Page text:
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WORD MATTERS: Spinning a Line and Crafting a Visual Language - David Bate, Laura McLean-Ferris, Professor Simon Olding, Stephanie James, Lee Triming, and Jim Hunter

Word Matters contains the transcripts and the live audio version of the seminars Spinning a Line, and Crafting a Visual Language: two text + work seminars delivered through a partnership with New Forest Pavilion on the occasion of the 52nd International Art Exhibition, la Biennale di Venezia.

The Word Matters seminars, Spinning a Line and Crafting a Visual Language, sought to explore current levels of dissemination of writing and practice, and the contribution of the individual on writing on art.

The guest speakers—which included artists, writers, curators, and academics, both working within and supporting the arts and the education sector—took an exceptionally engaged and inquisitive audience on a journey into the meeting of the written word and art, travelling through its many contemporary forms and functions.

Using language to discuss visual art is a way of representing one medium through another; it is a befitting tool for interpretation but how to best make use of this tool is what text + work aims to explore. It seeks ways with which to successfully translate art’s primarily sensory experience into another sensory, and arguably linear and orderly one: the written word. In doing so, it delves into what the role of text is, or could be, in relation to practice; we can probably agree that it need not be the systematic unravelling of meanings, or a mere description, but we might agree that it is something to take away, a portable reminder of that primarily sensory experience.

As text plays an increasingly important role in its engagement with art, this intertwining becomes the cause for debate. Questions surrounding the responsibility of the writer to the potential, present, and absent audience arise. Like the artist has a responsibility to the artwork, the writer has a duty to the text. Whether or not the written word can ever be an effective substitute for the real is addressed, and if so, how can text, already charged with the pre-presentation of the work, as accompaniment, and as interpretation, ensure that it does not obstruct it or become the cause of its disappearance.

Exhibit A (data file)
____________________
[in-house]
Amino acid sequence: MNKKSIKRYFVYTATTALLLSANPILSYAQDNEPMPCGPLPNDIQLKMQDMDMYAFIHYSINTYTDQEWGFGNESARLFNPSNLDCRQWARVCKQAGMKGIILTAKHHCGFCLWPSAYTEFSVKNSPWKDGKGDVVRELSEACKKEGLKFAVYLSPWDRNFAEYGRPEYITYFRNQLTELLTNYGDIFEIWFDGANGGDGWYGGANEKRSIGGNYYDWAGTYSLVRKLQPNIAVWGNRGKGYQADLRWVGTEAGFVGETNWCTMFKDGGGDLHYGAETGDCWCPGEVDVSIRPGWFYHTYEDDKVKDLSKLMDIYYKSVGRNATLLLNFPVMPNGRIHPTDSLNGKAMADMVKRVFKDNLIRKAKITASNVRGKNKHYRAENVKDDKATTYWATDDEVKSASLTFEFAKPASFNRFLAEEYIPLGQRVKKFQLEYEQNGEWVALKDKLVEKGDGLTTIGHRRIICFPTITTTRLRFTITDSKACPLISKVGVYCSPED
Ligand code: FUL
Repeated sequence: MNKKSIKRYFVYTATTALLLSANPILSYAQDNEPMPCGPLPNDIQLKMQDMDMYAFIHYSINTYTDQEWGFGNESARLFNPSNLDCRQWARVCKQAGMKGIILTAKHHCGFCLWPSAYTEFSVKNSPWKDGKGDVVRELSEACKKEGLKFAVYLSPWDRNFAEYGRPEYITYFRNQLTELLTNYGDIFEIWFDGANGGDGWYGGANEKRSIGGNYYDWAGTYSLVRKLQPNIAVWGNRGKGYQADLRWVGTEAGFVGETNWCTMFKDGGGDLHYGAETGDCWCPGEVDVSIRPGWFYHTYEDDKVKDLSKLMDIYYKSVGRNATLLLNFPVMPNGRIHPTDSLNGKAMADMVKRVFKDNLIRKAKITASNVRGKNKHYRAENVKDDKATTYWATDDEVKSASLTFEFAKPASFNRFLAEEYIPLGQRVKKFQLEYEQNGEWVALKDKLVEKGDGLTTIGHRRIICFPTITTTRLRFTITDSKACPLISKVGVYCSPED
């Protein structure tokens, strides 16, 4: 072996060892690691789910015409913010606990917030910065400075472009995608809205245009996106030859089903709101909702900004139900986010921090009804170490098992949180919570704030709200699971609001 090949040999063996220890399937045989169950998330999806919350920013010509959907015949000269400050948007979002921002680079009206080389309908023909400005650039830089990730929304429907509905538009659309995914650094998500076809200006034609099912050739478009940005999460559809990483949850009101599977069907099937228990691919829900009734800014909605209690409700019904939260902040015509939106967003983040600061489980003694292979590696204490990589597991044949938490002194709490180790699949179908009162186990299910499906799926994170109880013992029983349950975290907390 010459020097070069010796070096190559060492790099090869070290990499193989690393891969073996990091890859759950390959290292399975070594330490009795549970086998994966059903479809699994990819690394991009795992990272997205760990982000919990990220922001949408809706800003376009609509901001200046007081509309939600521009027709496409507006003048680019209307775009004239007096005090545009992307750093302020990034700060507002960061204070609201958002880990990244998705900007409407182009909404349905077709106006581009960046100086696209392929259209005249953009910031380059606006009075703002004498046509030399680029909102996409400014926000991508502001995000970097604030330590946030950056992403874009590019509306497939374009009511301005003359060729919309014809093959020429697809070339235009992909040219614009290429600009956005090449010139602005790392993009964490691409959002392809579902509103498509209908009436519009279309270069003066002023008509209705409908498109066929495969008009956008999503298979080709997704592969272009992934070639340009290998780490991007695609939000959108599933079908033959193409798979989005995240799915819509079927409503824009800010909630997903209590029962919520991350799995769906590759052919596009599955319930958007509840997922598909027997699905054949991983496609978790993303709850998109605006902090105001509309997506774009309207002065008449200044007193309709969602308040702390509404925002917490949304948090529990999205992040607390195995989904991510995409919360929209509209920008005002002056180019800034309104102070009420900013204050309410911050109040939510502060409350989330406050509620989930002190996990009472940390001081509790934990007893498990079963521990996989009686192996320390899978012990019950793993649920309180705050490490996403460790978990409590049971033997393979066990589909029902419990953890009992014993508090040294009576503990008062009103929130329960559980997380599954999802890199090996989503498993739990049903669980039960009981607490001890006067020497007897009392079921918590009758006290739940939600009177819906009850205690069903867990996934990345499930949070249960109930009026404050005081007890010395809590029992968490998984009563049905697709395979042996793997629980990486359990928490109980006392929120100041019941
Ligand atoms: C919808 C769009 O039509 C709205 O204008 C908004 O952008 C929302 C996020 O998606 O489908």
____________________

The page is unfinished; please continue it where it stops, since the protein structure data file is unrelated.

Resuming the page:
The Word Matters seminars were held in June and hosted at the Palazzo Zenobio in Venice during the 52nd Venice Biennale. The project was supported and enabled by the Arts and Humanities Research Council (AHRC) and marked the first time text + work reached such a global audience. Word Matters celebrates the beginning of a developing partnership between ArtSway and the Arts Institute at Bournemouth’s text + work programme, from which we hope to develop further dialogue and debate surrounding the intertwinement of text and work.

Panel Biography

Jim Hunter, Director of the School of Art, the Arts Institute at Bournemouth, and Chair of the text+work Gallery group, graduated from the Royal College of Art in 1976. He has maintained his practice as a painter and was awarded sabbatical leave by the Institute in 2005. He used this to produce a substantial body of new work, informed by visits to Italy. His research questioned the capacity of watercolour to articulate and carry meaning within the context of contemporary critical discourse. The culmination of this research was A Short Grand Tour, exhibited in the Institute’s Gallery as part of the text+work programme, for which the text was written by Professor Simon Olding.